Research within the realm of internal combustion (IC) engines is concentrated on enhancing fuel efficiency and curbing tailpipe emissions, particularly CO2 and regulated pollutants. Promising solutions encompass the utilization of direct injection (DI) and alternative fuels, with liquefied petroleum gas (LPG) standing out as a notable candidate. LPG presents a pragmatic and economical option for fueling the heavy-duty transportation sector in the United States. However, widespread adoption hinges on achieving energy conversion efficiencies in LPG engines comparable to those in diesel engine platforms. The overarching goal of this research is to address fundamental limitations to achieving or surpassing near-diesel efficiencies in heavy-duty on-road liquefied petroleum gas engines. Owing to substantial differences in physical properties compared to traditional fuels, an enhanced understanding and modeling of LPG sprays become imperative. This work conducts an experimental and numerical analysis of direct-injected propane and iso-octane, serving as surrogates for LPG and gasoline, respectively, under diverse engine-like conditions. The overall objective is to establish a baseline for the fuel delivery system required in future high-efficiency DI-LPG heavy-duty engines. Propane, emulating LPG, undergoes injection across various engine-like conditions, encompassing early and late injections, as well as boosted engines, using a range of direct injectors available in both research and commercial domains. Optical diagnostics, including high-speed schlieren and planar Mie scattering imaging, were performed to study the spray penetration, liquid and vapor phase regions, and mixing of propane and to characterize bulk and the plume-specific spray behavior of propane. The study also investigates the influence of injector geometry on spray performance. Iso-octane was used as a surrogate for gasoline, and propane was used to compare LPG's behavior with more conventional DI fuel. The experimental results and high-fidelity internal nozzle-flow simulations were then used to define best practices in computational fluid dynamics (CFD) Lagrangian spray models. Optical imaging revealed that, unlike iso-octane, propane's spray propagation was fed by its flash boiling, spray collapse, and a high degree of vaporization, resulting in a direct proportionality of propane's penetration length to temperature. These unique attributes categorize propane as an unconventional spray, necessitating corrections to injection and breakup models to replicate under-expanded jet dynamics and emulate flash boiling-driven spray development across various research and commercial injectors.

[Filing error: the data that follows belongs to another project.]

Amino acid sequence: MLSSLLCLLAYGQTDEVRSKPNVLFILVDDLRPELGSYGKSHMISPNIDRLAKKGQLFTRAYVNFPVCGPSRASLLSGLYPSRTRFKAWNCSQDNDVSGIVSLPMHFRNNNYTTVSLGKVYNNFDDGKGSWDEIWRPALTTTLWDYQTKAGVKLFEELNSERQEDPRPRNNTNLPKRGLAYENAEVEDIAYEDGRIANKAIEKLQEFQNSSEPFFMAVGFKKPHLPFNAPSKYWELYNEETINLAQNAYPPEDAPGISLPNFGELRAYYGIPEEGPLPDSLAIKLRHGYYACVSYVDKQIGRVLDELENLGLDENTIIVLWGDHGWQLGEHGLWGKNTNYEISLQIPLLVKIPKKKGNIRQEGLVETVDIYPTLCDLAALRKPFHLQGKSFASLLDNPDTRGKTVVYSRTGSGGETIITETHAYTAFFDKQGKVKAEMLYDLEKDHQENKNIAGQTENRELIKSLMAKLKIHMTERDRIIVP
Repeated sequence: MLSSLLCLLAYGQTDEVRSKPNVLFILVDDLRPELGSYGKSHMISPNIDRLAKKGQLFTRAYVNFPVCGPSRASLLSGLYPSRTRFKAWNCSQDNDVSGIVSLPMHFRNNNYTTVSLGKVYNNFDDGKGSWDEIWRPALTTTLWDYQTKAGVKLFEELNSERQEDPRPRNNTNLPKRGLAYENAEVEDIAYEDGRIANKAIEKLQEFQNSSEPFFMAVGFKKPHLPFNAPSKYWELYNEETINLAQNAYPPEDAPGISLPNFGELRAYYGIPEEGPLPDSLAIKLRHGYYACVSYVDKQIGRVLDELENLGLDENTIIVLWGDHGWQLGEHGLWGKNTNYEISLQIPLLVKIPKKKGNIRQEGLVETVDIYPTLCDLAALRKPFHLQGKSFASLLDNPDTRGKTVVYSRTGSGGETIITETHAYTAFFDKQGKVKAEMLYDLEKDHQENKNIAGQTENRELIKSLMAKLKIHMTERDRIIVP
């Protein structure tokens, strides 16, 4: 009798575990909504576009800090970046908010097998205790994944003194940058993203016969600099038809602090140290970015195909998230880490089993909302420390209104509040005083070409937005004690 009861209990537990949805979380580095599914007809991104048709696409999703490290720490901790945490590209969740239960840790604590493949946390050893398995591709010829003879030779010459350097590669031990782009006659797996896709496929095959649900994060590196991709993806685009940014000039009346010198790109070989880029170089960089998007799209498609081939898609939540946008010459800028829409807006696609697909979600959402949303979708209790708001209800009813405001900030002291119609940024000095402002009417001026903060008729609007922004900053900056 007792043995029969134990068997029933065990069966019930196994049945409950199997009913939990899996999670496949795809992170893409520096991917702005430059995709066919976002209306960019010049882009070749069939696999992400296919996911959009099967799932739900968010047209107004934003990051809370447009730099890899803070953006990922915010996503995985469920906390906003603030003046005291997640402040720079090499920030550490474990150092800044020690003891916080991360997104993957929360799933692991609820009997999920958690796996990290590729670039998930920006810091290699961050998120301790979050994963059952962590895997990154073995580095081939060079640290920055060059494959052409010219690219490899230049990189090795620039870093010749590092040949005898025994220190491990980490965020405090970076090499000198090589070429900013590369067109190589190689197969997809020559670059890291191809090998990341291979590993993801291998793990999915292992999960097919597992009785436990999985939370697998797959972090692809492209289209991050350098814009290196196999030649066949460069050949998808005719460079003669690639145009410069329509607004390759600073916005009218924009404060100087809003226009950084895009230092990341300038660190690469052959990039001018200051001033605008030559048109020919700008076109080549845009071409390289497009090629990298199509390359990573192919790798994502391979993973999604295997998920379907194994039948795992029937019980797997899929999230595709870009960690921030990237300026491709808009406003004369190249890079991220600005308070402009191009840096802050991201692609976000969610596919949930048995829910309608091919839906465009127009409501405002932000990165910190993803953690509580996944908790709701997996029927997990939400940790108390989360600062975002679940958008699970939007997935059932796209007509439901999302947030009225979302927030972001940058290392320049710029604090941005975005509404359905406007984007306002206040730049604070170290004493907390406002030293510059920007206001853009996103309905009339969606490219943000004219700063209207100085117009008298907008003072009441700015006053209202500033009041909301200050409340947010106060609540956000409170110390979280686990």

• ItemEmbargo
    Informing methane emissions inventories using facility aerial measurements at midstream natural gas facilities
    (Colorado State University. Libraries, 2023) Brown, Jenna A., author; Windom, Bret, advisor; Zimmerle, Daniel, advisor; Blanchard, Nathaniel, committee member
    Increased interest in greenhouse gas (GHG) emissions, including recent legislative action and voluntary programs, has increased attention on quantifying, and ultimately reducing, methane emissions from the natural gas supply chain. While inventories used for public or corporate GHG policies have traditionally utilized bottom-up (BU) methods to estimate emissions, the validity of such inventories has been questioned. To align with climate initiatives, multiple reporting programs are transitioning away from BU methods to utilizing full-facility measurements using airborne, satellite or drone (top-down (TD)) techniques to inform, improve, or validate inventories. This study utilized full-facility estimates from two independent TD methods at 15 midstream natural gas facilities in the U.S.A., and were compared with a contemporaneous daily inventory assembled by the facility operator, employing comprehensive inventory methods. Methods produced multiple full-facility methane estimates at each facility, resulting in 801 individual paired estimates (same facility, same day), and robust mean estimates for each facility. Mean estimates for each facility, aggregated across all facilities, differed by 28% [10% to 43%] for the first deployment and nearly 2:1 (49% [32% to 68%]) the second deployment. Estimates from the two TD methods statistically agreed in 12% (97 of 801) of the paired measurements. These data suggest that one or both methods did not produce accurate facility-level estimates, at a majority of facilities and in aggregate across all facilities. Operator inventories, which included extensions to capture sources beyond regular inventory requirements and to integrate local measurements, estimated significantly lower emissions than the TD estimates for 96% (1535 of 1589) of the paired comparisons. Significant disagreement is observed at most facilities, both between the two TD methods and between the TD estimates and operator inventory. Overall results were coupled with two case studies where TD estimates at two pre-selected facilities were coupled with comprehensive onsite measurements to understand factors driving the divergence between TD and BU inventory emissions estimates. In 3 of 4 paired comparisons between the intensive onsite estimates and one of the TD methods, the intensive on-site work did not conclusively diagnose the difference in estimates. In these cases, the preponderance of evidence suggests that the TD methods mis-estimate emissions an unknown fraction of the time, for unknown reasons. The results presented here have two implications. Firstly, these findings have important implications for the construction of voluntary and regulatory reporting programs that rely on emission estimates for reporting, fees or penalties, or for studies using full-facility estimates to aggregate TD emissions to basin or regional estimates. Secondly, the TD full-facility measurement methods need to undergo further testing, characterization, and potential improvement specifically tailored for complex midstream facilities.